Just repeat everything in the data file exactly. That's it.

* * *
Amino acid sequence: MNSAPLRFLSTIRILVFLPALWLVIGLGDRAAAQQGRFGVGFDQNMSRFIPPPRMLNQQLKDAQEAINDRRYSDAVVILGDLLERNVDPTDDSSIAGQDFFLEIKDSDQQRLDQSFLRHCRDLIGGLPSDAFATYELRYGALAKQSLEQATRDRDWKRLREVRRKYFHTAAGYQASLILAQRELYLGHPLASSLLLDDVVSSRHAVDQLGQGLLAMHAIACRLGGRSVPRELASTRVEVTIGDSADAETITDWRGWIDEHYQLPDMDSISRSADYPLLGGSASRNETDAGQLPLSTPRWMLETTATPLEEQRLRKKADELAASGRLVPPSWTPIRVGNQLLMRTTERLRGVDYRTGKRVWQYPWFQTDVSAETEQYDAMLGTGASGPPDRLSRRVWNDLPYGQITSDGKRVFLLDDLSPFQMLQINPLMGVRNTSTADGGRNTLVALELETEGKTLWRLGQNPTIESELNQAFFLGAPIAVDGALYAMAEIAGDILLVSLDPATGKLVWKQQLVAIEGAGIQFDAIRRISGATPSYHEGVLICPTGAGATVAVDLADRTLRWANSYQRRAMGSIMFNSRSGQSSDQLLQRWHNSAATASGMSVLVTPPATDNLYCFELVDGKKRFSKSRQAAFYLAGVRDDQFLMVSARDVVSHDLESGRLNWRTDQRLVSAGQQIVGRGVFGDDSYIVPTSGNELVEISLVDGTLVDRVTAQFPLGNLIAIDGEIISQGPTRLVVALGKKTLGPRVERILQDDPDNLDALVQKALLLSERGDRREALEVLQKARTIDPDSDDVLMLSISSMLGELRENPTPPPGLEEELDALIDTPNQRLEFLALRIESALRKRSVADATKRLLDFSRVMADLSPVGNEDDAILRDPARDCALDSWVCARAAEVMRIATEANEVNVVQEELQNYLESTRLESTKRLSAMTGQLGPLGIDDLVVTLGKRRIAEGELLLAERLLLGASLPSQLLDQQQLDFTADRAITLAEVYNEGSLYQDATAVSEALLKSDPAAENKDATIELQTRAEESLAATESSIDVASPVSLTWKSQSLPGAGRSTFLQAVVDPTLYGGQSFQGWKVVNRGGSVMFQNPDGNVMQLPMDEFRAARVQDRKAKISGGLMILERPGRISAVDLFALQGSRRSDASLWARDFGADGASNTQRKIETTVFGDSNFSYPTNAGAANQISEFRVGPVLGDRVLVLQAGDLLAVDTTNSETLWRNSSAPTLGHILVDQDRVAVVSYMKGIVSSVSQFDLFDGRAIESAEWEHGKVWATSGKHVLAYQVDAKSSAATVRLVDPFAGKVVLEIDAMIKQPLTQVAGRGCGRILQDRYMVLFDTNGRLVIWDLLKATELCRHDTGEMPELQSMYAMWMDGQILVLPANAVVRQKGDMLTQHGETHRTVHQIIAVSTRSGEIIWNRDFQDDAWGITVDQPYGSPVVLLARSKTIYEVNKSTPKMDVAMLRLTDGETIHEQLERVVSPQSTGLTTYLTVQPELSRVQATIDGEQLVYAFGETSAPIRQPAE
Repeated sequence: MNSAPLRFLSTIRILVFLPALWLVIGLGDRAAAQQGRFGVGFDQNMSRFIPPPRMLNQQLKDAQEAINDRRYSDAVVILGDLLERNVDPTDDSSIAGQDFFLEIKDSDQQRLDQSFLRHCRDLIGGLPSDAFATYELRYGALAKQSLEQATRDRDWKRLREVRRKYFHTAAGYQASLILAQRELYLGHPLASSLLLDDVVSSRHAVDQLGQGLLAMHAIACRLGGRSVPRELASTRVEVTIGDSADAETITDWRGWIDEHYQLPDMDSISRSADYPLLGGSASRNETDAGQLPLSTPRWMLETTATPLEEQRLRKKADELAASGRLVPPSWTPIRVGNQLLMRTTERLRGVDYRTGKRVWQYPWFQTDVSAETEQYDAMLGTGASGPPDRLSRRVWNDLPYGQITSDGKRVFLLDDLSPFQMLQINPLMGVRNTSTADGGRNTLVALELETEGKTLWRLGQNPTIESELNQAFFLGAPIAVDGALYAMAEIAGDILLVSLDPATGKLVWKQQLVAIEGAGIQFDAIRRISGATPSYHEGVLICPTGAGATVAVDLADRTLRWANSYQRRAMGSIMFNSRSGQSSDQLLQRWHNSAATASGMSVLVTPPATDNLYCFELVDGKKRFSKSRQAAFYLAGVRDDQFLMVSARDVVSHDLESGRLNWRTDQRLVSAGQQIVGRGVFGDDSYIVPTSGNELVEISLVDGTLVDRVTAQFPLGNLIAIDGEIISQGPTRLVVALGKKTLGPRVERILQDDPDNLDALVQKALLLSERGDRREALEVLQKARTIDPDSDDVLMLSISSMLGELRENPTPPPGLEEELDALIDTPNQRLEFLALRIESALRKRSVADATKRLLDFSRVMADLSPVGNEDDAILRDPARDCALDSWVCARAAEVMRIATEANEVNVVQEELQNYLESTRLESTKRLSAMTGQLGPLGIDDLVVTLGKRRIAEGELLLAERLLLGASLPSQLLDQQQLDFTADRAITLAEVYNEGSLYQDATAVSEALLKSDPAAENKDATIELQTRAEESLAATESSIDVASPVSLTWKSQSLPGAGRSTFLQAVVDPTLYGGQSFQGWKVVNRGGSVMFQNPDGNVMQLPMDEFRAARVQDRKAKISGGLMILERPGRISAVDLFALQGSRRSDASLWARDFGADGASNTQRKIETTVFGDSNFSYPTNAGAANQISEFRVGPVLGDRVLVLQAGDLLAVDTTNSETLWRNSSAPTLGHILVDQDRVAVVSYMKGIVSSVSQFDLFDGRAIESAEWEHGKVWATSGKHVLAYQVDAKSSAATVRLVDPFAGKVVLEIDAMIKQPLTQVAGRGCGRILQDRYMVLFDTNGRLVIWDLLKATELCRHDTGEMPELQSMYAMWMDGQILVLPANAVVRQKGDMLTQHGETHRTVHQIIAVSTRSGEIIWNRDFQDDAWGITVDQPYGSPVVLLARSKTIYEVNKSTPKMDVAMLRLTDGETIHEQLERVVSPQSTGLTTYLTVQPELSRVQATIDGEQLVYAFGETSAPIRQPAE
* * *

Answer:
Amino acid sequence: MNSAPLRFLSTIRILVFLPALWLVIGLGDRAAAQQGRFGVGFDQNMSRFIPPPRMLNQQLKDAQEAINDRRYSDAVVILGDLLERNVDPTDDSSIAGQDFFLEIKDSDQQRLDQSFLRHCRDLIGGLPSDAFATYELRYGALAKQSLEQATRDRDWKRLREVRRKYFHTAAGYQASLILAQRELYLGHPLASSLLLDDVVSSRHAVDQLGQGLLAMHAIACRLGGRSVPRELASTRVEVTIGDSADAETITDWRGWIDEHYQLPDMDSISRSADYPLLGGSASRNETDAGQLPLSTPRWMLETTATPLEEQRLRKKADELAASGRLVPPSWTPIRVGNQLLMRTTERLRGVDYRTGKRVWQYPWFQTDVSAETEQYDAMLGTGASGPPDRLSRRVWNDLPYGQITSDGKRVFLLDDLSPFQMLQINPLMGVRNTSTADGGRNTLVALELETEGKTLWRLGQNPTIESELNQAFFLGAPIAVDGALYAMAEIAGDILLVSLDPATGKLVWKQQLVAIEGAGIQFDAIRRISGATPSYHEGVLICPTGAGATVAVDLADRTLRWANSYQRRAMGSIMFNSRSGQSSDQLLQRWHNSAATASGMSVLVTPPATDNLYCFELVDGKKRFSKSRQAAFYLAGVRDDQFLMVSARDVVSHDLESGRLNWRTDQRLVSAGQQIVGRGVFGDDSYIVPTSGNELVEISLVDGTLVDRVTAQFPLGNLIAIDGEIISQGPTRLVVALGKKTLGPRVERILQDDPDNLDALVQKALLLSERGDRREALEVLQKARTIDPDSDDVLMLSISSMLGELRENPTPPPGLEEELDALIDTPNQRLEFLALRIESALRKRSVADATKRLLDFSRVMADLSPVGNEDDAILRDPARDCALDSWVCARAAEVMRIATEANEVNVVQEELQNYLESTRLESTKRLSAMTGQLGPLGIDDLVVTLGKRRIAEGELLLAERLLLGASLPSQLLDQQQLDFTADRAITLAEVYNEGSLYQDATAVSEALLKSDPAAENKDATIELQTRAEESLAATESSIDVASPVSLTWKSQSLPGAGRSTFLQAVVDPTLYGGQSFQGWKVVNRGGSVMFQNPDGNVMQLPMDEFRAARVQDRKAKISGGLMILERPGRISAVDLFALQGSRRSDASLWARDFGADGASNTQRKIETTVFGDSNFSYPTNAGAANQISEFRVGPVLGDRVLVLQAGDLLAVDTTNSETLWRNSSAPTLGHILVDQDRVAVVSYMKGIVSSVSQFDLFDGRAIESAEWEHGKVWATSGKHVLAYQVDAKSSAATVRLVDPFAGKVVLEIDAMIKQPLTQVAGRGCGRILQDRYMVLFDTNGRLVIWDLLKATELCRHDTGEMPELQSMYAMWMDGQILVLPANAVVRQKGDMLTQHGETHRTVHQIIAVSTRSGEIIWNRDFQDDAWGITVDQPYGSPVVLLARSKTIYEVNKSTPKMDVAMLRLTDGETIHEQLERVVSPQSTGLTTYLTVQPELSRVQATIDGEQLVYAFGETSAPIRQPAE
Repeated sequence: MNSAPLRFLSTIRILVFLPALWLVIGLGDRAAAQQGRFGVGFDQNMSRFIPPPRMLNQQLKDAQEAINDRRYSDAVVILGDLLERNVDPTDDSSIAGQDFFLEIKDSDQQRLDQSFLRHCRDLIGGLPSDAFATYELRYGALAKQSLEQATRDRDWKRLREVRRKYFHTAAGYQASLILAQRELYLGHPLASSLLLDDVVSSRHAVDQLGQGLLAMHAIACRLGGRSVPRELASTRVEVTIGDSADAETITDWRGWIDEHYQLPDMDSISRSADYPLLGGSASRNETDAGQLPLSTPRWMLETTATPLEEQRLRKKADELAASGRLVPPSWTPIRVGNQLLMRTTERLRGVDYRTGKRVWQYPWFQTDVSAETEQYDAMLGTGASGPPDRLSRRVWNDLPYGQITSDGKRVFLLDDLSPFQMLQINPLMGVRNTSTADGGRNTLVALELETEGKTLWRLGQNPTIESELNQAFFLGAPIAVDGALYAMAEIAGDILLVSLDPATGKLVWKQQLVAIEGAGIQFDAIRRISGATPSYHEGVLICPTGAGATVAVDLADRTLRWANSYQRRAMGSIMFNSRSGQSSDQLLQRWHNSAATASGMSVLVTPPATDNLYCFELVDGKKRFSKSRQAAFYLAGVRDDQFLMVSARDVVSHDLESGRLNWRTDQRLVSAGQQIVGRGVFGDDSYIVPTSGNELVEISLVDGTLVDRVTAQFPLGNLIAIDGEIISQGPTRLVVALGKKTLGPRVERILQDDPDNLDALVQKALLLSERGDRREALEVLQKARTIDPDSDDVLMLSISSMLGELRENPTPPPGLEEELDALIDTPNQRLEFLALRIESALRKRSVADATKRLLDFSRVMADLSPVGNEDDAILRDPARDCALDSWVCARAAEVMRIATEANEVNVVQEELQNYLESTRLESTKRLSAMTGQLGPLGIDDLVVTLGKRRIAEGELLLAERLLLGASLPSQLLDQQQLDFTADRAITLAEVYNEGSLYQDATAVSEALLKSDPAAENKDATIELQTRAEESLAATESSIDVASPVSLTWKSQSLPGAGRSTFLQAVVDPTLYGGQSFQGWKVVNRGGSVMFQNPDGNVMQLPMDEFRAARVQDRKAKISGGLMILERPGRISAVDLFALQGSRRSDASLWARDFGADGASNTQRKIETTVFGDSNFSYPTNAGAANQISEFRVGPVLGDRVLVLQAGDLLAVDTTNSETLWRNSSAPTLGHILVDQDRVAVVSYMKGIVSSVSQFDLFDGRAIESAEWEHGKVWATSGKHVLAYQVDAKSSAATVRLVDPFAGKVVLEIDAMIKQPLTQVAGRGCGRILQDRYMVLFDTNGRLVIWDLLKATELCRHDTGEMPELQSMYAMWMDGQILVLPANAVVRQKGDMLTQHGETHRTVHQIIAVSTRSGEIIWNRDFQDDAWGITVDQPYGSPVVLLARSKTIYEVNKSTPKMDVAMLRLTDGETIHEQLERVVSPQSTGLTTYLTVQPELSRVQATIDGEQLVYAFGETSAPIRQPAE